Arch of Constantine
This magnificent arch, one of three surviving Roman Arches, stands close by to The Colosseum in Rome and was erected in 315 AD to celebrate the victory of Constantine I over Emperor Maxentius. Following this battle Constantine famously became a Christian stating that it was because of God's instruction to draw a cross on their sheilds that he won the battle.
The seventy feet high Arch of Constantine has survived undamaged for centuries and has some of the most extravagant statues, carvings and decorations of any construction of its kind. The arch comprises of three archways one large at the centre and two smaller on either side.
The statues that stand at the top of the arch depict Dacian captured soldiers who were defeated by the Trajan army. The lower decorations comprise of a frieze that depicts Constantine driving the enemy into the River Tiber. Viewing this amazing structure is a must for all visitors to Rome.
Tower of Hercules
The Tower of Hercules is located in La Coruna Harbour North Western Spain and is an ancient Roman Lighthouse still in use today plus is the oldest lighthouse in the world today too! Fifty five metres high the lighthouse was built on a rock some fifty seven metres high making it a magnificent structure to behold.
The tower is certainly impressive and dominates the skyline of the area, while visitors can climb the stairs to its open turrent to take in the breathtaking views. The towers name came about probably via myth and legend as it was said that Hercules destroyed Geryon The Giant and buried his head. He then decreed that a town be built, so, Brigantia was established or Coruna as it is today.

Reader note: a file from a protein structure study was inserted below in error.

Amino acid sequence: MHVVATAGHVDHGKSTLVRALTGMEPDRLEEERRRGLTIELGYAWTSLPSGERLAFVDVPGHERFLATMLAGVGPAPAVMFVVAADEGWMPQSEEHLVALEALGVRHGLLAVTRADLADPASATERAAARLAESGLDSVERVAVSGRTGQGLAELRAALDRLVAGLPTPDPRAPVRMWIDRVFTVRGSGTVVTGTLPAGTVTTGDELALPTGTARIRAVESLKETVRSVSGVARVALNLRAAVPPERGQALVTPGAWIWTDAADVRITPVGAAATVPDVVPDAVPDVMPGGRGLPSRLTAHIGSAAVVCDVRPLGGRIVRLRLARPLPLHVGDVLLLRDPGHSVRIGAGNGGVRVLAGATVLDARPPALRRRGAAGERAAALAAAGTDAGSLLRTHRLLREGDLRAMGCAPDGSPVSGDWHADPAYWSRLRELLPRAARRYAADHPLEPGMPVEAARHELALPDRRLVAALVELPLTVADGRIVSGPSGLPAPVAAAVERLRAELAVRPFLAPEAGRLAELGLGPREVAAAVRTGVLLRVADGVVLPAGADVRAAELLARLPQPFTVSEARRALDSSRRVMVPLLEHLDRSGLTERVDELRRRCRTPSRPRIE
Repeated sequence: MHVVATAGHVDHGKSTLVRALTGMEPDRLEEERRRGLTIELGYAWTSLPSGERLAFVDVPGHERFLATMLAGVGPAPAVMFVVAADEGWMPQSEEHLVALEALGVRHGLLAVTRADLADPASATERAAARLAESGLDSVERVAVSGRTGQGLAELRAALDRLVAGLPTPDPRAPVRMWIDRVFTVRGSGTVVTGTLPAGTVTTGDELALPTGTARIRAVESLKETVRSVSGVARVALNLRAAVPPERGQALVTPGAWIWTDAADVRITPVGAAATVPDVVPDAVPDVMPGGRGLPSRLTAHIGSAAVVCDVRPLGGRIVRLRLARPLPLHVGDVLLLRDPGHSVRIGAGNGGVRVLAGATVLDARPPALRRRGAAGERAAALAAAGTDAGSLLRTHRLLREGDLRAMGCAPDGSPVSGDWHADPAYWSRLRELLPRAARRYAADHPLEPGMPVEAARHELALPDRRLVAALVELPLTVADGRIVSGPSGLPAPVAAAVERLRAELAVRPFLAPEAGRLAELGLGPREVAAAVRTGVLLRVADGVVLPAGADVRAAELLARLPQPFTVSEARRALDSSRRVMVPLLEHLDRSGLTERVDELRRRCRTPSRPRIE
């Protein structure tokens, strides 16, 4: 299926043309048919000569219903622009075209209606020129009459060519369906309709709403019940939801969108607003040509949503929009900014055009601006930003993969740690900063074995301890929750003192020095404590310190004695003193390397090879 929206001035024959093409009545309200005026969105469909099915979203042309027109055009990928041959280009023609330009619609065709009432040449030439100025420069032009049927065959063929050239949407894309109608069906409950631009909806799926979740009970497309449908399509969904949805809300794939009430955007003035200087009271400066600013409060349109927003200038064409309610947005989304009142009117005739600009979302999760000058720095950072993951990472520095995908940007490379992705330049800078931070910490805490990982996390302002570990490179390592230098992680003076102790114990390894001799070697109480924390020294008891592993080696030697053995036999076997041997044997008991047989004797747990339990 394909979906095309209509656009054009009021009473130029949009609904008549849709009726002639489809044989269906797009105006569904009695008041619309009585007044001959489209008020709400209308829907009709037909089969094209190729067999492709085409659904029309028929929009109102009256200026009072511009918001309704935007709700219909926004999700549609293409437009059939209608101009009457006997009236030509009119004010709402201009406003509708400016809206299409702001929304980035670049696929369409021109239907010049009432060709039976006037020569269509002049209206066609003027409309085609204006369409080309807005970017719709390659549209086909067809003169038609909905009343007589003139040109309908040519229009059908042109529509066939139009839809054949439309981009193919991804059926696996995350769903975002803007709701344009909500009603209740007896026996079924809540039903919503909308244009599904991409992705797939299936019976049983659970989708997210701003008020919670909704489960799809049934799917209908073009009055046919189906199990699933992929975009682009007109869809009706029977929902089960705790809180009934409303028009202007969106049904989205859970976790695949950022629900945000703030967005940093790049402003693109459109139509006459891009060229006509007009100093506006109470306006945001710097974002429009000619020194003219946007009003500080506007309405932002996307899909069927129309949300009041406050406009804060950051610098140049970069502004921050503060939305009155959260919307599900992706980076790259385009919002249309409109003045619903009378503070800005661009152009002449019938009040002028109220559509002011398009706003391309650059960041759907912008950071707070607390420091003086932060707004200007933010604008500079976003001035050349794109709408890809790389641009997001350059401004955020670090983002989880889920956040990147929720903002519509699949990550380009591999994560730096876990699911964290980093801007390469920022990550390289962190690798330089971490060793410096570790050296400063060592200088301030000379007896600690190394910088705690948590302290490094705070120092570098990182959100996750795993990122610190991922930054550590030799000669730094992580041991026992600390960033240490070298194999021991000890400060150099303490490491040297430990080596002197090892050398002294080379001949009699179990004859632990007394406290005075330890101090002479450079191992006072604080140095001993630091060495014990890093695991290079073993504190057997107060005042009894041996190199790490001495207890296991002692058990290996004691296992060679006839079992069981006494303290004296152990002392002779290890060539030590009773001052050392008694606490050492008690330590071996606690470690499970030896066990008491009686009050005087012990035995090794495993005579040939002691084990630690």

Back to reality, The Tower of Hercules was most likely built in the second century and inscriptions that were unearthed on the tower's foundations state that Sevius Lupus a Roman engineer probably had something to do with its construction.
This spectacular building is located in Nimes France and was built in 16 BC by General Marcus Vipsanius Agrippa who dedicated the temple to his young sons Caius and Lucius, who had previouusly died unexpectedly in somewhat suspicious circumstances. An inscription dedicating the temple to the two boys was unfortunately removed in Medieval times but was reconstructed in the late 1700's.
Maison Carree is one of the worlds best kept Roman temples probably due to the fact that the temple became a Christian church in the fourth century. The Temple was built from local limestone but it is without doubt that the design of the building is of Roman origin and is a perfect example of Vetruvian architecture. Vetruvian was an eminent architect and former army officer under Julius Caesar.
The city of Pompeii was consumed by a volcanic eruption in 79 AD thus leaving us with a city frozen in time that contains hundreds of artefacts, buildings and bodies of the dead as they were at the moment of destruction on that fateful day. We can only imagine the terror that consumed the population of Pompeii but for us it is an unmissable monument to how the Romans led their lives.
Located not far from Naples this ancient Roman city, along with Herculanium, was destroyed when Vesuvius erupted and showered up to six metres of red hot burning ash onto the area. Excavations over the years have unearthed a preserved way of life with jars, tables, paintings, homes, public buildings, baths, a forum plus wall grafitti and inscriptions that tell us a lot about the ancient way of Roman life, all uncovered.
Pompeii is a World heritage Site that is visited by millions of tourists every year such is the amazing experience when walking around this superbly maintained ancient city. The Temple of Apollo was built in 2 BC and is one of the cities most important structures. The city had twenty five fountains, four public baths and an amphitheatre making it a spectacle not to be missed by enthusiasts of the ancient Romans.